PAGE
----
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Pa. Supreme Court ruling means 'end of the road' for Wilkinsburg annexation effort

The Wilkinsburg Borough municipal building.
Rebecca Reese
90.5 WESA
The Wilkinsburg Borough municipal building.

The Pennsylvania Supreme Court has rejected an appeal filed by the group behind a 2022 attempt to fold the borough of Wilkinsburg into the City of Pittsburgh. The move ends the annexation effort under the terms of a 121-year-old procedure that offered no option for direct input from city voters.

The state's highest court on Wednesday denied the request to appeal filed last year by the Wilkinsburg Community Development Corporation, which sought to accomplish the borough's annexation by applying a procedure dating back to 1903. That approach would have allowed Wilkinsburg voters to vote on the annexation, but bypassed voters in the city by putting the choice in the hands of Pittsburgh City Council instead.

The CDC maintained that bringing the borough into the city would benefit both communities by boosting Pittsburgh's population, and by lowering property taxes and increasing services for Wilkinsburg residents.

But a group of Wilkinsburg residents sued to stop the annexation effort. And Allegheny County Senior Common Pleas Judge Joseph James ruled in 2022 that the annexation procedure became invalid in the 1960s, when the state legislature amended Pennsylvania’s constitution. Commonwealth Court affirmed that decision a year later, prompting the CDC's appeal to the Supreme Court.

The CDC argued that James' decision ignored a 1994 law that standardized municipal mergers across the state while explicitly excluding the state's first- and second-class cities, Philadelphia and Pittsburgh. The group contends that the 1994 law reversed the effect of the constitutional amendments, making the 1903 annexation procedure for Pittsburgh relevant once again.

The group also pointed to an earlier annexation attempt in 2021 that followed the same 1903 procedure. The petition noted that the effort “proceeded through the Court of Common Pleas to the Pittsburgh City Council. In 2022 the General Assembly tried and failed to expressly repeal it.”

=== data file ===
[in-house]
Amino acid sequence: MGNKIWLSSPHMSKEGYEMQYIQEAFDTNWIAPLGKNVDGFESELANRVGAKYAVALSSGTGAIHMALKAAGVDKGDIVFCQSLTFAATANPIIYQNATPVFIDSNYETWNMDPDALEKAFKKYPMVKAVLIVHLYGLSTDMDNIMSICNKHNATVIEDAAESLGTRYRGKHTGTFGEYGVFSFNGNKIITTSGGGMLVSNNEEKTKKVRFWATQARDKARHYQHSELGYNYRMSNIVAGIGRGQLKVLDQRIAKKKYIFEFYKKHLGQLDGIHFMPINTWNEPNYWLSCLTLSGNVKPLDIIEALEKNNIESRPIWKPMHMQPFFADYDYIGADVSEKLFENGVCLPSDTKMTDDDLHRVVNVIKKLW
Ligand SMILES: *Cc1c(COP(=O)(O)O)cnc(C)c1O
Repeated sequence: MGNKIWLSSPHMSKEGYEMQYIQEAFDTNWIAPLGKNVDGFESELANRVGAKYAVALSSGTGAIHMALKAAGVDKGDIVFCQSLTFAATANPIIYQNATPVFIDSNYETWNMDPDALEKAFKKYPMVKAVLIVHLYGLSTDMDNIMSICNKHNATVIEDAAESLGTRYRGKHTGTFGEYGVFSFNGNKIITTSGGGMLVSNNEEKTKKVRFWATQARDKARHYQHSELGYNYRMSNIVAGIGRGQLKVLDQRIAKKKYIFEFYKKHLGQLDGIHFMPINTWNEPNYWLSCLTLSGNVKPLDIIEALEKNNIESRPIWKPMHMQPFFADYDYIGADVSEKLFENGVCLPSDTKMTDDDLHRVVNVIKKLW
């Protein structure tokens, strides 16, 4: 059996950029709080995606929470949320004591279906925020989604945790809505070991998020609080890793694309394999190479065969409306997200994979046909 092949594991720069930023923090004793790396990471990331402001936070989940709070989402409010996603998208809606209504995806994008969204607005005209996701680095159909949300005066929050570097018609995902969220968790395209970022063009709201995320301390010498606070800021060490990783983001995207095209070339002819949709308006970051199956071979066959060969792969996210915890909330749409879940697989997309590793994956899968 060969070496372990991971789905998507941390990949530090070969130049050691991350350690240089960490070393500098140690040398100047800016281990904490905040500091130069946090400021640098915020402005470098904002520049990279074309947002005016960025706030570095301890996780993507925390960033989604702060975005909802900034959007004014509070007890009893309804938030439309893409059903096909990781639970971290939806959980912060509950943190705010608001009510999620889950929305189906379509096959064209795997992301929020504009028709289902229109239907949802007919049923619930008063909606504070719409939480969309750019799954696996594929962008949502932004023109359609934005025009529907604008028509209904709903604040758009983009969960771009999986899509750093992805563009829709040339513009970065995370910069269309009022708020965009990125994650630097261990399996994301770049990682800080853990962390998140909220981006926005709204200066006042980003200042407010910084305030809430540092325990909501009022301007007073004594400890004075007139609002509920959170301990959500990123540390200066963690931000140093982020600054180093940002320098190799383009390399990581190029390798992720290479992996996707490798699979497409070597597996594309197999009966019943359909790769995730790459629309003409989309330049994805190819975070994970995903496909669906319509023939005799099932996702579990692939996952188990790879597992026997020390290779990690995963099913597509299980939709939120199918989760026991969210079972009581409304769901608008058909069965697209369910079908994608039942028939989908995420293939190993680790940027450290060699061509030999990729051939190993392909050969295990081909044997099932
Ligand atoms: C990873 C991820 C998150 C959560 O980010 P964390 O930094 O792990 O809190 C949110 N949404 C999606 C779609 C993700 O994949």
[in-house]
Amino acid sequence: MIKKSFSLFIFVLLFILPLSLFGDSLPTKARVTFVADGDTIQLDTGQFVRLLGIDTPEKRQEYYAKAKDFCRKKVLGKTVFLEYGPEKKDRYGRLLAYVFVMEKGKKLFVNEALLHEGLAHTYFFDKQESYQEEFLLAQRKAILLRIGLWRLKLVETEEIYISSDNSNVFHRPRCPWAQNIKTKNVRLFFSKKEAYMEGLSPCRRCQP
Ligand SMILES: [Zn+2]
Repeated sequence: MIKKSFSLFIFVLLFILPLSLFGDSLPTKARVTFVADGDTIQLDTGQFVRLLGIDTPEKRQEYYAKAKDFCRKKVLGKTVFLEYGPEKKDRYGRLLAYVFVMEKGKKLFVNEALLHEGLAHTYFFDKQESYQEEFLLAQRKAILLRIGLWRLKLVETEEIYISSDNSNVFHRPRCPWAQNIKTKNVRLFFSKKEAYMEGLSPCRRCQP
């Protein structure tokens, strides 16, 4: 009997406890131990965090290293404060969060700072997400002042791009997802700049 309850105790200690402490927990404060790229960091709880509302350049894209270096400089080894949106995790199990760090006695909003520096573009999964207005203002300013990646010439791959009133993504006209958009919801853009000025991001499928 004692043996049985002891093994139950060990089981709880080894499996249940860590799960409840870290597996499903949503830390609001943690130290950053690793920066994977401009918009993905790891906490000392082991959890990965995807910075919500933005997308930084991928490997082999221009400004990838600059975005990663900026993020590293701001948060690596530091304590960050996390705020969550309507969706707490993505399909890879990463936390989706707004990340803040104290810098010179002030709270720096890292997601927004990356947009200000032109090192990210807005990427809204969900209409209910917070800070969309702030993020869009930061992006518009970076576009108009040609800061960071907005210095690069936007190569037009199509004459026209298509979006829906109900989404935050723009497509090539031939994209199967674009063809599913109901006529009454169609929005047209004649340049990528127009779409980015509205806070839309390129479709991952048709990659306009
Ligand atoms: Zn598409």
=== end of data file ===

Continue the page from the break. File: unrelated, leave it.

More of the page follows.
But the Supreme Court also tacitly rejected that argument. The path forward for annexation proponents now likely would require them to start from scratch, by petitioning Pittsburgh and Wilkinsburg voters to place a question about annexation on an upcoming ballot instead.

CDC executive director Tracey Evans could not be reached Wednesday for comment on the ruling.

But attorney Chuck Pascal, who represented annexation opponents, said the Supreme Court's denial means that the Commonwealth Court decision remains intact, and "the 1903 law has no legal effect."

"This is the end of the road on the effort that was filed in 2022," he said. "And it means that any future effort to merge these communities would have to give the voters in Pittsburgh a chance to vote on their own future, which seems kind of fair."

Pascal said he wasn't surprised by the court's denial, saying the CDC folks would have to prevail on all three of its arguments that the 1903 law was viable, and he thought each of them were tenuous.

"I never thought it had much of a chance," he said.

Chris Potter contributed to this report.

Cindi Lash joined Pittsburgh Community Broadcasting in 2021 from Missouri Lawyers Media, a subsidiary of BridgeTower Media, where she began her tenure as editor and regional editor in 2018. Before joining BridgeTower, she served as editor-in-chief at Pittsburgh Magazine for four years, and as regional editor of local news startup She previously spent 20 years as a reporter and editor at the Pittsburgh Post-Gazette.